If I’m being completely honest, September 11, 2001 is not the clearest day in my memory. I was five years old and the most exciting thing going on was starting first grade and getting a puppy a few months before. As every morning goes, my father would take me to school before rushing to work as a carpenter. There was nothing unusual about the day until my class was told that we would be leaving early and that we were to wait for our parents quietly. I was the last student to leave. Years later I was told he worked just six blocks away from the south tower. That day he had to walk back to Brooklyn because every train was shut down. The week following was filled with new articles and videos of the tragic events that occurred. It wasn’t until some years later that I fully understood the loss that the world endured. Interestingly enough, throughout high school I would spend two hours a week at Goldman Sachs for a business program. Throughout the four years that I went, I watched the Freedom Tower and the memorial grow from the ashes of building I can’t completely remember. Every week I would stare at the unfinished buildings and wonder how something so beautiful could come from such destruction.
The 9/11 digital archive is the most shocking collection of photos that I have seen regarding the topic. It shows both the overly publicized news version and the personal photos and accounts that were never heard. The first time I attempted to go through the archive, I was immediately hit with images of people stumbling out of rubble, hard working men and women trying to rescue as many as possible, and many faces of pain and agony. Within a minute I couldn’t handle any more than I’d already seen. For the first time in fourteen years, to have all of this information with so much understanding of the events was overwhelming. In thinking of the emotions of the families that were directly impacted, this archive cannot be helpful. It is a constant reminder of the loss and pain that thousands have felt and an example of the fear that many Americans still feel today.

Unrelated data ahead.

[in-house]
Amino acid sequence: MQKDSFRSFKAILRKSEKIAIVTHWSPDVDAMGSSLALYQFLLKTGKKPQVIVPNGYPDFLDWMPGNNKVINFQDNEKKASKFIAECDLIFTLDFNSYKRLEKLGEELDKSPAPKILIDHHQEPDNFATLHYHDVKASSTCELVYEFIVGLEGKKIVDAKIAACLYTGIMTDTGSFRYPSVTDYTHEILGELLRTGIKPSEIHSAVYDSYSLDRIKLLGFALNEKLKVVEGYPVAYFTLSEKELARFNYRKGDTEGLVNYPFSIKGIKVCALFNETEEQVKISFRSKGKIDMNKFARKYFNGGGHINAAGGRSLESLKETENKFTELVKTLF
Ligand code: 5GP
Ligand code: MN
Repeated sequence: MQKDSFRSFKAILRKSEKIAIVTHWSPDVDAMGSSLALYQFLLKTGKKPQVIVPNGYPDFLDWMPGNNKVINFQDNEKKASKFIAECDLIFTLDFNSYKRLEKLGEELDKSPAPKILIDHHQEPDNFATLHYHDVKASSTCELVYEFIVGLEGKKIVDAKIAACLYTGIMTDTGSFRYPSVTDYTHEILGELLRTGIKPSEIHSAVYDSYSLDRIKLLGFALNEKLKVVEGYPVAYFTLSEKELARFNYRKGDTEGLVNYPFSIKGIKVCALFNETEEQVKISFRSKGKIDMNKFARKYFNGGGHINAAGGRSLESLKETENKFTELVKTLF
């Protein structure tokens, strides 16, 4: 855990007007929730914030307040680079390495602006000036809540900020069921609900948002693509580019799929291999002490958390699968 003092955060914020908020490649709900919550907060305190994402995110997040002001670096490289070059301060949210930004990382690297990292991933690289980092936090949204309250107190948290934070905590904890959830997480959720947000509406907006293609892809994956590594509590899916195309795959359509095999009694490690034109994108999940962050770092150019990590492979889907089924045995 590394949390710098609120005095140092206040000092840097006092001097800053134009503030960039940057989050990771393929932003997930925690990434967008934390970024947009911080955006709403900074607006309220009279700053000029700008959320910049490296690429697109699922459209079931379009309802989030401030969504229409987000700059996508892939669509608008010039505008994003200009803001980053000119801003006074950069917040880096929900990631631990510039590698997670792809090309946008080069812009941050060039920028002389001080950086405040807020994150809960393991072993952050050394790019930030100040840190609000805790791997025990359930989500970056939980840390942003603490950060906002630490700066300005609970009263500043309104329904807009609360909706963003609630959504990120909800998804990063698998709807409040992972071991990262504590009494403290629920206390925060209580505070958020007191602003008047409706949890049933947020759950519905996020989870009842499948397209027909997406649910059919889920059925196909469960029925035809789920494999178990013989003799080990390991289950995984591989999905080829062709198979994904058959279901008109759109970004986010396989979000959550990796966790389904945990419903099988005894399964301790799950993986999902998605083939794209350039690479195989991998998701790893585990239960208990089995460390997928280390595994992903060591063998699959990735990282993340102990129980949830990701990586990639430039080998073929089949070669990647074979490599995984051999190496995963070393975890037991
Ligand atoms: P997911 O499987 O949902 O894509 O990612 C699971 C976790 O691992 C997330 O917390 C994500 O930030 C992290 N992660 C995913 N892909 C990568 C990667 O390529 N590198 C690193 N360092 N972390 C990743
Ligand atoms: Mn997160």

The aggregation of this information is monumental in the recording of such a tragic event. To create the ability to constantly add on and view both the censored and uncensored collection from 9/11 gives the people complete control over how the event is remembered for centuries going forward. For someone that was so young at the time, to be able to look back and see what I couldn’t understand so many years ago brings a deeper sense of respect. As I look back through the archive to finish this post, I can’t help but think how much has changed from 2001 to now. So much more information is easily accessible but the pain it represents can never fully be translated by technology.